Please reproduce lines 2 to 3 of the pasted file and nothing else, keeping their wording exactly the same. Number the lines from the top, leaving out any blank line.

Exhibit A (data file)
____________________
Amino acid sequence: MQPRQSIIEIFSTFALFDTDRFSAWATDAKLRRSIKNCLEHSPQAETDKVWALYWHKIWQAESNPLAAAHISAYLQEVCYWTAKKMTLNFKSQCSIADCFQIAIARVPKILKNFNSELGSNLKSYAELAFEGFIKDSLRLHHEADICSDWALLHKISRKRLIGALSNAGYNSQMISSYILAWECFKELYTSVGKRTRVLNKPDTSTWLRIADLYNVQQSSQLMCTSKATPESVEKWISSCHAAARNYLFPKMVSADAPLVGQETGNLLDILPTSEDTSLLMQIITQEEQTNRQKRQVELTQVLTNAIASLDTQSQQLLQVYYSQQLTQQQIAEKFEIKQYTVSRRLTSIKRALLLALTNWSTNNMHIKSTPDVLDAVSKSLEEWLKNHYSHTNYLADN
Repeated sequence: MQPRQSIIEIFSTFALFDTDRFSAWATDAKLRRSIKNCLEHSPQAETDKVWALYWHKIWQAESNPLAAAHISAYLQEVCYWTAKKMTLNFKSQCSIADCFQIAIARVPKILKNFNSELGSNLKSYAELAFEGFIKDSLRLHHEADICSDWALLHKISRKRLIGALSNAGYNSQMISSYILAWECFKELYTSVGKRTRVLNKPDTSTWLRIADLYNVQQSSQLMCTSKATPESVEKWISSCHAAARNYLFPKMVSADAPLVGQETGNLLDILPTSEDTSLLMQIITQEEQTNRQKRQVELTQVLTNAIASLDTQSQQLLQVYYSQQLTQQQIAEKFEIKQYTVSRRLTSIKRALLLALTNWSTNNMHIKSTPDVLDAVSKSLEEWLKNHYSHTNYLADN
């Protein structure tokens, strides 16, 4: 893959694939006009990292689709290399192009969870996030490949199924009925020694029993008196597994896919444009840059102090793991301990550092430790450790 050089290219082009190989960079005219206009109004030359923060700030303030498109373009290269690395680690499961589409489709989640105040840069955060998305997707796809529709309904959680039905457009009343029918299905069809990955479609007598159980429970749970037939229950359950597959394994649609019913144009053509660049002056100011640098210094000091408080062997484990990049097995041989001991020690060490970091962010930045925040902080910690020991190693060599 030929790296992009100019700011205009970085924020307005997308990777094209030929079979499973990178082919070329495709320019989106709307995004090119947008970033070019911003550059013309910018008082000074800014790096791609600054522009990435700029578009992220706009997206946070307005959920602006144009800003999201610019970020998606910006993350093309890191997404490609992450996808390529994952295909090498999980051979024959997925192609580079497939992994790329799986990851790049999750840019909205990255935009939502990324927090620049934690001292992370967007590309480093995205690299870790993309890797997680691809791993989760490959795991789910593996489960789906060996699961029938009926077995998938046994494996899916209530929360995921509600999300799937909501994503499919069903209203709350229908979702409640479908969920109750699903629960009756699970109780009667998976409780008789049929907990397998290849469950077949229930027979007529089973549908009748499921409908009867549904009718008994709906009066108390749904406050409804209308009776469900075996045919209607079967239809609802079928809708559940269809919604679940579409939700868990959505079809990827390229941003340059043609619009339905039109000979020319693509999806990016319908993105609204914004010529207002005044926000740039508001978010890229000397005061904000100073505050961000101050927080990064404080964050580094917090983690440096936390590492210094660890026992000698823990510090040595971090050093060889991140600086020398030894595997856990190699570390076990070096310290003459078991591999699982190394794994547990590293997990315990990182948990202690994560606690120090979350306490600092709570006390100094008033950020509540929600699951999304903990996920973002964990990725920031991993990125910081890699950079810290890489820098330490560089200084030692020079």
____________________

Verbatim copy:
Repeated sequence: MQPRQSIIEIFSTFALFDTDRFSAWATDAKLRRSIKNCLEHSPQAETDKVWALYWHKIWQAESNPLAAAHISAYLQEVCYWTAKKMTLNFKSQCSIADCFQIAIARVPKILKNFNSELGSNLKSYAELAFEGFIKDSLRLHHEADICSDWALLHKISRKRLIGALSNAGYNSQMISSYILAWECFKELYTSVGKRTRVLNKPDTSTWLRIADLYNVQQSSQLMCTSKATPESVEKWISSCHAAARNYLFPKMVSADAPLVGQETGNLLDILPTSEDTSLLMQIITQEEQTNRQKRQVELTQVLTNAIASLDTQSQQLLQVYYSQQLTQQQIAEKFEIKQYTVSRRLTSIKRALLLALTNWSTNNMHIKSTPDVLDAVSKSLEEWLKNHYSHTNYLADN
């Protein structure tokens, strides 16, 4: 893959694939006009990292689709290399192009969870996030490949199924009925020694029993008196597994896919444009840059102090793991301990550092430790450790 050089290219082009190989960079005219206009109004030359923060700030303030498109373009290269690395680690499961589409489709989640105040840069955060998305997707796809529709309904959680039905457009009343029918299905069809990955479609007598159980429970749970037939229950359950597959394994649609019913144009053509660049002056100011640098210094000091408080062997484990990049097995041989001991020690060490970091962010930045925040902080910690020991190693060599 030929790296992009100019700011205009970085924020307005997308990777094209030929079979499973990178082919070329495709320019989106709307995004090119947008970033070019911003550059013309910018008082000074800014790096791609600054522009990435700029578009992220706009997206946070307005959920602006144009800003999201610019970020998606910006993350093309890191997404490609992450996808390529994952295909090498999980051979024959997925192609580079497939992994790329799986990851790049999750840019909205990255935009939502990324927090620049934690001292992370967007590309480093995205690299870790993309890797997680691809791993989760490959795991789910593996489960789906060996699961029938009926077995998938046994494996899916209530929360995921509600999300799937909501994503499919069903209203709350229908979702409640479908969920109750699903629960009756699970109780009667998976409780008789049929907990397998290849469950077949229930027979007529089973549908009748499921409908009867549904009718008994709906009066108390749904406050409804209308009776469900075996045919209607079967239809609802079928809708559940269809919604679940579409939700868990959505079809990827390229941003340059043609619009339905039109000979020319693509999806990016319908993105609204914004010529207002005044926000740039508001978010890229000397005061904000100073505050961000101050927080990064404080964050580094917090983690440096936390590492210094660890026992000698823990510090040595971090050093060889991140600086020398030894595997856990190699570390076990070096310290003459078991591999699982190394794994547990590293997990315990990182948990202690994560606690120090979350306490600092709570006390100094008033950020509540929600699951999304903990996920973002964990990725920031991993990125910081890699950079810290890489820098330490560089200084030692020079």